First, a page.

“Is Tarot evil? Am I opening myself up to negative energy or demons if I have a Tarot reading or even look at Tarot cards??”
It’s a question I’ve been asked a number of times as a Tarot reader. Maybe you’ve even wondered or asked the question yourself.
If you were raised with a religious upbringing it’s possible you have heard that Tarot is evil. Or you may otherwise have been told that Tarot is somehow bad.
It’s likely you heard these ideas from fear-based people who weren’t actually versed in the history and framework of Tarot.
What we’ll discuss
Let’s dive into some of the history and context of Tarot. In the next blog post, we’ll also take a look at some commonly misunderstood cards (some of which cause people to jump to conclusions).
But know that as we discuss this, the answer is no, Tarot is not objectively evil.
And you should have a good understanding of some of the history and context so that you can make informed choices for yourself when it comes to Tarot – either learning it yourself, or getting a reading.
When assessing Tarot, we must look at both Tarot itself and the reader. The reader is just as important an aspect of any reading as the cards are.
Tarot is a particular system of card reading that includes the major arcana and minor arcana.
Think of the major arcana as the focal story arch and significant events that happen to the characters in your favourite movie.
And then think of the minor arcana as all the elements that feed into that story arch – the side dramas, the conversations, the emotions, the arguments, the careers, the day-to-day lived experience of all the characters.
The major arcana is made up of 22 numbered cards (some decks have a couple more). The minor arcana have suits and numbers similar to regular playing cards. The suits represent different elements.
The major arcana is the consecutive journey of the main character (you as the person getting the reading!). And each suit of the minor arcana is also a consecutive development of that element.
There are literally hundreds of Tarot deck variations. The two most traditional are the Rider-Smith-Waite (or variations thereof) based decks and the Thoth based decks.
Most variations are based on one of these foundational decks.
In my personal experience, the Rider-Smith-Waite based decks are the most reflective of human nature, which makes them very relatable.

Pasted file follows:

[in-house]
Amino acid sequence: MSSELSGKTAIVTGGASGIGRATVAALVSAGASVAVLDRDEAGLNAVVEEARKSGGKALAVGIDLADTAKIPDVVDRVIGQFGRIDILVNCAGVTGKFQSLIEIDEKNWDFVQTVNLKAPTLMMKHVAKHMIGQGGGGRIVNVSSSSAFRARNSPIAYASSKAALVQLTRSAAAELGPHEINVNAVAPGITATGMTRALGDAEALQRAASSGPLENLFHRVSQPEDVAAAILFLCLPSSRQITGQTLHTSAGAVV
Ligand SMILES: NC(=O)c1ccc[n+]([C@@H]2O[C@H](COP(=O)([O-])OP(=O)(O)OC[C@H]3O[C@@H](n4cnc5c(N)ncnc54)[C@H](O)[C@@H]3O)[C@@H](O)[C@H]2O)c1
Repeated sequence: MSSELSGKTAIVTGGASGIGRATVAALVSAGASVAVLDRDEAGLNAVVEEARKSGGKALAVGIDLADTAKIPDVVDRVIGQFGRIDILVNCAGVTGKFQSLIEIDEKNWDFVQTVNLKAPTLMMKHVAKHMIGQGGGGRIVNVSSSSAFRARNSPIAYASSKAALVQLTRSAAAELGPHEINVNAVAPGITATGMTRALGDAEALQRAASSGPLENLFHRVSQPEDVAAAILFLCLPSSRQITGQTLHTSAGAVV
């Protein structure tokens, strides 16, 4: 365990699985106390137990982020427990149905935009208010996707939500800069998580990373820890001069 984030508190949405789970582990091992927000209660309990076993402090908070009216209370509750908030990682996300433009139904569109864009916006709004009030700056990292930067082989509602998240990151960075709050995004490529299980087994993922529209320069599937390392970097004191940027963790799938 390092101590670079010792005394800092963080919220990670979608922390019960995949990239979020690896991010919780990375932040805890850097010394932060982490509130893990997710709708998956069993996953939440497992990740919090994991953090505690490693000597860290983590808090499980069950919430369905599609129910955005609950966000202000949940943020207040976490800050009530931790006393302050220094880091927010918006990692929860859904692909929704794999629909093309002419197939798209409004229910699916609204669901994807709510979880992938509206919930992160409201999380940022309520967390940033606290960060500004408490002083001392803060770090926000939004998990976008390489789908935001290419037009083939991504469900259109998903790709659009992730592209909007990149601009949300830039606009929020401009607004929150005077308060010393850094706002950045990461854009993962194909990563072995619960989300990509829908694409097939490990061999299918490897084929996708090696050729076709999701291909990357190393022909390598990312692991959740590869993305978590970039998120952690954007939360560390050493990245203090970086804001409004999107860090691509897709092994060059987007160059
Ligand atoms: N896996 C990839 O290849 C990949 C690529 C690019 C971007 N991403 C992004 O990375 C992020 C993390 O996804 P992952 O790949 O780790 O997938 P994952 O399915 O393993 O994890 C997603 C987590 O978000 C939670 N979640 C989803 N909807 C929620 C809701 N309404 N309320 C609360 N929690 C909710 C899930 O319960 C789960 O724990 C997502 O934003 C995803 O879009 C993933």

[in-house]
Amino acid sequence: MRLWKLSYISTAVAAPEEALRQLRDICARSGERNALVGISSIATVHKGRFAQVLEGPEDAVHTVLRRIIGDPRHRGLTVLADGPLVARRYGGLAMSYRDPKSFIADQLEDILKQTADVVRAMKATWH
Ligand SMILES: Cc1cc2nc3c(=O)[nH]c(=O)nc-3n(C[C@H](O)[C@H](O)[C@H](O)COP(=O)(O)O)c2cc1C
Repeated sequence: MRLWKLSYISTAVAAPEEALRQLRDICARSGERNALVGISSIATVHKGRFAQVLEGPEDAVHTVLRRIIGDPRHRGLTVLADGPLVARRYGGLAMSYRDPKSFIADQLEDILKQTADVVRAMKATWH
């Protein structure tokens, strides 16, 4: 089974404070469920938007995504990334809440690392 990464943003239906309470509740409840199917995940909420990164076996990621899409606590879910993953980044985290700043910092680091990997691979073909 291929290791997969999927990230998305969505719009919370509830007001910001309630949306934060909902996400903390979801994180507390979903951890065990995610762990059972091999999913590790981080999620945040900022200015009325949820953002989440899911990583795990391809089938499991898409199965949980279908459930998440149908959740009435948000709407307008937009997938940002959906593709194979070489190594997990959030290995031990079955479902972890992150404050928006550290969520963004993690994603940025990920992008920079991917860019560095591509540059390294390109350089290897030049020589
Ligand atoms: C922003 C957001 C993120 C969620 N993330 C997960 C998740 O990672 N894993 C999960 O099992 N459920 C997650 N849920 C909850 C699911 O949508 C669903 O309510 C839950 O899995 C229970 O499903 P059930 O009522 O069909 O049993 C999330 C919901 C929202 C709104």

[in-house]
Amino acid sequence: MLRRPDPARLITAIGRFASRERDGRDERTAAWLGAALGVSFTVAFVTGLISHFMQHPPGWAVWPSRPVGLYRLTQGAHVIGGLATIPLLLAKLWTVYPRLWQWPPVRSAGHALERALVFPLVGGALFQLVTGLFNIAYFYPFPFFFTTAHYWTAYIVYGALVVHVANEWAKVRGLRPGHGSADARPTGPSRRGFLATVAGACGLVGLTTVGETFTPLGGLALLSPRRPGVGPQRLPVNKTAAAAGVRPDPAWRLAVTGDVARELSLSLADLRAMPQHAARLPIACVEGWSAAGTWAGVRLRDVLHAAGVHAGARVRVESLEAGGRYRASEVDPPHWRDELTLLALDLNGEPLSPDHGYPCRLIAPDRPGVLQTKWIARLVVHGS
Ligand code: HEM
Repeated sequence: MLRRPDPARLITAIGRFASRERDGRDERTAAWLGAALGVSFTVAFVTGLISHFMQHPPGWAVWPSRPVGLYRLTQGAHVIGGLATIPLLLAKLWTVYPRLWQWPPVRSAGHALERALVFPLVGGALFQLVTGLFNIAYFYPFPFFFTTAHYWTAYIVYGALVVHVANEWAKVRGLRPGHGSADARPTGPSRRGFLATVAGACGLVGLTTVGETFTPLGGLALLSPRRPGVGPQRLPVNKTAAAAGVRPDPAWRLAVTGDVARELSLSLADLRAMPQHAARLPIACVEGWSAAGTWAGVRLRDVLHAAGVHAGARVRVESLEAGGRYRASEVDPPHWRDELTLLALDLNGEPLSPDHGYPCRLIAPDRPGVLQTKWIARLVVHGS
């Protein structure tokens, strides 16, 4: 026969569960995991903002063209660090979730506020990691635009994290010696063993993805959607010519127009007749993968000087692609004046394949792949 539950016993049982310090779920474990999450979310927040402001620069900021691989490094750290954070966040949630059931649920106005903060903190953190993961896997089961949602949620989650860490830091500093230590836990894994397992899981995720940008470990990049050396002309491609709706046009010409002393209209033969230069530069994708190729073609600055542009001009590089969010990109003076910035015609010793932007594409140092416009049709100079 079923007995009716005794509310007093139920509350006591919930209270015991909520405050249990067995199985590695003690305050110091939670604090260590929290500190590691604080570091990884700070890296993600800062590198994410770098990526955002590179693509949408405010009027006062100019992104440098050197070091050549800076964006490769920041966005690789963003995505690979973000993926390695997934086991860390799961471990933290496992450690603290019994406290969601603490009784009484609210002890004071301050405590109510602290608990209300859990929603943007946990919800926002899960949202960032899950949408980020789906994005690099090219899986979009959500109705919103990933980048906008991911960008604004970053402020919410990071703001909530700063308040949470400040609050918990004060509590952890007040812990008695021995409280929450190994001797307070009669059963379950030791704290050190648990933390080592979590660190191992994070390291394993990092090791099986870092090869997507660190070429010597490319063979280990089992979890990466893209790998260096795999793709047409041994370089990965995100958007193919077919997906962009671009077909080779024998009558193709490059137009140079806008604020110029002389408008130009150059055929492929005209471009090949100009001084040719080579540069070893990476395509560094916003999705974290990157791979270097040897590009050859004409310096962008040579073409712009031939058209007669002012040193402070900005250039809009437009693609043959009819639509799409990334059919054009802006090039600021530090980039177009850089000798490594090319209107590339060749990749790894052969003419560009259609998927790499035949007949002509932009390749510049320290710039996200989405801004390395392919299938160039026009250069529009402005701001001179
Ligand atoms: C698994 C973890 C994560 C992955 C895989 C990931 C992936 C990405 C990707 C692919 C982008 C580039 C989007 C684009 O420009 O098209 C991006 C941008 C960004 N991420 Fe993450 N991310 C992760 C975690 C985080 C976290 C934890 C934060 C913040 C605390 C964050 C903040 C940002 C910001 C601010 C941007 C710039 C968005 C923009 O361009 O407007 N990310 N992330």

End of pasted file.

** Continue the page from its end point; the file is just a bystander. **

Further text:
The Rider-Smith-Waite deck was based on the Marseille deck (which is estimated to have originated in the 15th or 16th century). The Marseille deck was a Tarot card game with cards very similar to what we think of as regular playing cards.
Artist and mystic Pamela Colman Smith illustrated the Rider-Smith-Waite deck under the direction of esoteric and qabalistic scholar Dr. Edward Waite. The deck was published by Rider and Co. in London in the early 1900s.
And yes, even though Smith was the illustrator, the publisher’s name was still placed first. Discussion of how gender, diversity and other biases are reflected in decks is perhaps the topic of a future post.
In contrast, the Thoth deck was created by Aleister Crowley.
While Crowley made some useful and substantive contributions to esoteric and mystical thought, in my opinion he was not well grounded and was very narcissistic (based on what I have read and studied of his works).
I think this affected how Crowley created his deck, because of the kind of energy that anyone with those characteristics makes present in their life.
Having said that, Crowley did make some useful contributions and some people will really resonate with his art.
Overall there are fewer Thoth-based decks, and I believe it’s because they are less relatable to most people.
There are also some decks that combine Rider-Smith-Waite and Thoth principles and those can be insightful for advanced readers.
I have one deck in that style to date. However, I find that style less useful for providing readings for others.
Its art is intricate and the combination of both sets of principles results in art with myriad layers of information that lend themselves more to personal reflection than relatable readings for clients.
Significance of art
Some people are concerned about Tarot being evil because they feel the art of some decks is ‘creepy’.
Well, some art⸺whether it’s on a card or a wall or a tshirt⸺is creepy.
The resonance of art is the purview of the creator of the art, not the medium the art is on. If you don’t like certain art, then don’t look at it or buy it. Tarot cards relay archetypes based on their art. So choose art that resonates with you.Acorn + Burdock